Yesterday was the coldest morning so far this year; all the public schools were on a two-hour delay, and the streets were nearly deserted. I sat at a table in the bookstore window, waiting for one of the music stores to open so I could buy a new harmonica. Long strings of colorful paper cranes hung between me and the street — not quite a thousand of them, but nonetheless intended, I think, as a concrete expression of hope for peace.
I had just picked up a a bilingual selection of poems by the great 17th-century Mexican poet Sor Juana Inés de la Cruz, translated by Alan S. Trueblood: A Sor Juana Anthology. As I’d remembered from his translation of Antonio Machado, Trueblood is a competent but not very imaginative translator, which is fine for my purposes: I’d prefer to have to struggle through the Spanish, referring to the English only for help with vocabulary.
I opened the book to this sonnet, an indictment of shallow faith:
Verde embeleso de la vida humana,
loca esperanza, frenesí dorado,
sueño de los despiertos intricado,
como de sueños, de tesoros vana;
alma del mundo, senectud lozana,
decrépito verdor imaginado;
el hoy de los dichosos esperado
y de los desdichados el mañana:
sigan tu sombra en busca de tu día
los que, con verdes vidrios por anteojos,
todo lo ven pintado a su deseo;
que yo, más cuerda en la fortuna mía,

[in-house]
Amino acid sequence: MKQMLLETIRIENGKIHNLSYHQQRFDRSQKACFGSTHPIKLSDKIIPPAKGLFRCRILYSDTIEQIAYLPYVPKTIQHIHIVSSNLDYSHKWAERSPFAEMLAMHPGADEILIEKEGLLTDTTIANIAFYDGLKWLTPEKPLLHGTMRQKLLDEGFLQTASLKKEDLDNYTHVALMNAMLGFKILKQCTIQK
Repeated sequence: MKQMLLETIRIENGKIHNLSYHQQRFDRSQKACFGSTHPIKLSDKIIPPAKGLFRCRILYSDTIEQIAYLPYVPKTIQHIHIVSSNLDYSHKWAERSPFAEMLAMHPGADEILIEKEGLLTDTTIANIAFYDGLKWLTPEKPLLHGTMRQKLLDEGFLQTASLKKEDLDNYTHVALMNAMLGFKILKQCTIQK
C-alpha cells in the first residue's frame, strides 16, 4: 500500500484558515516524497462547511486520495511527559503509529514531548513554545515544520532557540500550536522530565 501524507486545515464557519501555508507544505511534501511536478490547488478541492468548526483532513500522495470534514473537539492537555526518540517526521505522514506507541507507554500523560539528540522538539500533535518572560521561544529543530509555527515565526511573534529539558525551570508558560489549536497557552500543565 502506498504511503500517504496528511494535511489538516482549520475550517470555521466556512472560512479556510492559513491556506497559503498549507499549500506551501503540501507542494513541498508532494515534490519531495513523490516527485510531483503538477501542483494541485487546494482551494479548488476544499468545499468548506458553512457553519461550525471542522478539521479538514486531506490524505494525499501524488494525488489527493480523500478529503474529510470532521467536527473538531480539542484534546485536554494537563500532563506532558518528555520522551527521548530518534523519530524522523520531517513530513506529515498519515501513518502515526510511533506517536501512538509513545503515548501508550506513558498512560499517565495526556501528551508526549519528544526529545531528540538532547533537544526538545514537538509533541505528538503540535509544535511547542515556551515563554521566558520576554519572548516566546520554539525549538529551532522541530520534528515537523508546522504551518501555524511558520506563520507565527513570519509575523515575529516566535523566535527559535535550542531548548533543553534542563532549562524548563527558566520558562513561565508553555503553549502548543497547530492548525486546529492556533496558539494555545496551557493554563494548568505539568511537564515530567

tengo en entrambas manos ambos ojos
y solamente lo que toco veo.
After I bought the harmonica, I had a little bit of time to kill before lunch, so I went for a brisk walk. The temperature had risen to perhaps 10 degrees (F), but the sidewalks were still pretty empty. I walked around the west end of town, trying to remember all the front porches on which I had partied at one time or another. I counted twelve. I didn’t feel in the least bit nostalgic, though: that was fun while it lasted, but after a while I felt I had heard just about every conversation it was possible to have while drunk.
I slowed down to admire a line of large sycamore trees. On one of them, some artist had mounted a pair of green eyes — verdes vidrios, indeed! I resolved to attempt a translation, however inadequate, of Sister Juana’s poem.
Green enchantment of every human life,
mad hope, delerious gold fever,
convoluted sleep of the sleepless
where dream and treasure are equally elusive;
soul of this world, leafy senescence,
decrepit fantasy of green
that the happy call today
and the unhappy, tomorrow:
let those who wear green glasses
and see everything just as their desire paints it
chase your shadow in search of a new morning.
For my part, I’ll give fate the greater latitude,
keep eyes in both my hands
and look no farther than I can touch.